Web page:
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Fundamentals of Event Planning

When it comes to planning an event, the first thing you have to do is gather some information.  To make the event planning process easier, we’re providing you with the “Five W’s and one H” questions. This is a series of questions that will help you and your organization establish a firm foundation on which to plan your event.

The question of who is involved in the event is two pronged, concerning planning and attendance. And it’s important you answer this question early on as it will help you and your student officers more successfully organize your event.

    • Planning
      • First, you need to consider who’s involved in planning the event. For instance, does the event need a committee? If so, who should be on the committee? Finally, who needs to approve the event? (Note: The answer to that last question will be addressed in the Solicitation Requests section.)
    • Attendance
      • Now that you have your planning group, the question becomes: who do you want to come to this event?
      • Determining who your audience is will help you determine what kind of event you want to have and also give you a better idea of what kind of budget you’ll need. For example, if your event is only for members of your organization, that may be less costly than an event that is open to anyone to attend.
      • Whether your event is open only to members of the organization or to everyone, you and/or your student leaders will need to engage in some research about the campus and your target audience.
      • What do they like? What is popular among the student body? This research can be accomplished by reviewing successful events that other student organizations have put on, asking other event organizers about their experiences, or even conducting surveys of students (online or in person).

Why and what build on the foundation you’ve already established with who you want to come to the event. Now that you’ve done your research into your target audience and what’s hot on campus, you should have a general idea of what people will like. Maybe that’s a lecture or maybe it’s a pizza lunch or a multicultural fair.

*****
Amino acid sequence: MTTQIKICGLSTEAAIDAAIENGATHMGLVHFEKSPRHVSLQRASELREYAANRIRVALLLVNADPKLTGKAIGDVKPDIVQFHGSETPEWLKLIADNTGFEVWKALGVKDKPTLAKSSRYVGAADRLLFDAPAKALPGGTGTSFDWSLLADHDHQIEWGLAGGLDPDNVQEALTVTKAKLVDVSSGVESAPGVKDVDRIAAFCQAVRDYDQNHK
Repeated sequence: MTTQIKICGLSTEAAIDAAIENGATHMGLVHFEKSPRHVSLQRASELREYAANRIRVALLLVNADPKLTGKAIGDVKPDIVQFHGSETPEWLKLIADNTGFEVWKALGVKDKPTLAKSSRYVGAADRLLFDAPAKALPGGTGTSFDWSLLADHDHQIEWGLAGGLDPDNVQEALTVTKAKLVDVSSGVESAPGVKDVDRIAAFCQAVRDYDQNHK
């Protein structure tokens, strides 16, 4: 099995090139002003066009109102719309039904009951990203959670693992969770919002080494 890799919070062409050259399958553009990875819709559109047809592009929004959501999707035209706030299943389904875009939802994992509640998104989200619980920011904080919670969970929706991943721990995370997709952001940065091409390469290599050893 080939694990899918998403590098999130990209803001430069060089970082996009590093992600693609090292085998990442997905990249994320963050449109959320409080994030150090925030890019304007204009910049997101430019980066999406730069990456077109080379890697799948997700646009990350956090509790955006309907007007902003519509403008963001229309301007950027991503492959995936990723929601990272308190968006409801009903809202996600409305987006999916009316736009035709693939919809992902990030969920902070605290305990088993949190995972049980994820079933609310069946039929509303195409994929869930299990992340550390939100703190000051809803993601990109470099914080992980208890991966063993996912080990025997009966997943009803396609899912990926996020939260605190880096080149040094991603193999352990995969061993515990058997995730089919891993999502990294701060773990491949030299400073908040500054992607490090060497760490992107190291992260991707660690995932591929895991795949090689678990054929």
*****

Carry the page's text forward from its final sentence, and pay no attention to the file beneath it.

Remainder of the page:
• Regardless, once you have your event idea, you need to ask additional questions such as: What are your goals? In other words: Why do you need to have this event? What is your organization trying to achieve?
    • You can also start thinking about your budget. We’ll discuss budgeting in further detail a little later, but you can start planning by asking what your basic costs are with regard to renting a venue, buying supplies, creating advertising, etc.

Once you answer the first three fundamental questions (who, what, why), it’s time to tackle when and where. This means determining a date and time for your event and a location.

    • When determining the date and time, you’ll want to make sure your event doesn’t conflict with any major exams or holidays or other campus events.
    • Your location may be on or off campus. If you want to hold your event on campus, there are a number of rooms and venues available. You can find a list of on campus venue resources and place reservations on the Office of Campus Events website at
    • While determining and requesting your location is one of the last steps you’ll take in your initial planning, remember: the earlier you submit your location request, the better off you’ll be!

Finally, you need to determine how people will know to come to your event.

This is a question of marketing. How are you going to get the word out? There are numerous ways to market your event, both traditional and non-traditional, online and off (think paper flyers versus email).  We have made resources for marketing student organizations and student organization events here.


Campus Resources for Planning Successful Events

Center for Student Engagement

The CSE is always willing and able to help support student organizations planning or looking to plan an event.  Email for any questions or to schedule a meeting with a staff member.

Campus Event Services

The Office of Campus Event Services oversees the reservation process for all events and meetings at the University of Tennessee. From small meetings to large banquets, Campus Event Services will help you schedule space and resources for every event.

Student Disability Services

The mission of Student Disability Services (SDS) is to partner with the campus community in creating equitable access to eligible students while promoting disability-inclusive diversity.  SDS is able to provide interpreters for student organization events, contact SDS to submit a request.

Student Union Event Services

The Student Union offers space for the meeting and programming needs of the campus community. From small groups to large events, we can accommodate your needs in the Student Union. Most rooms can accommodate multiple seating arrangements, and catering is available through Vol Dining.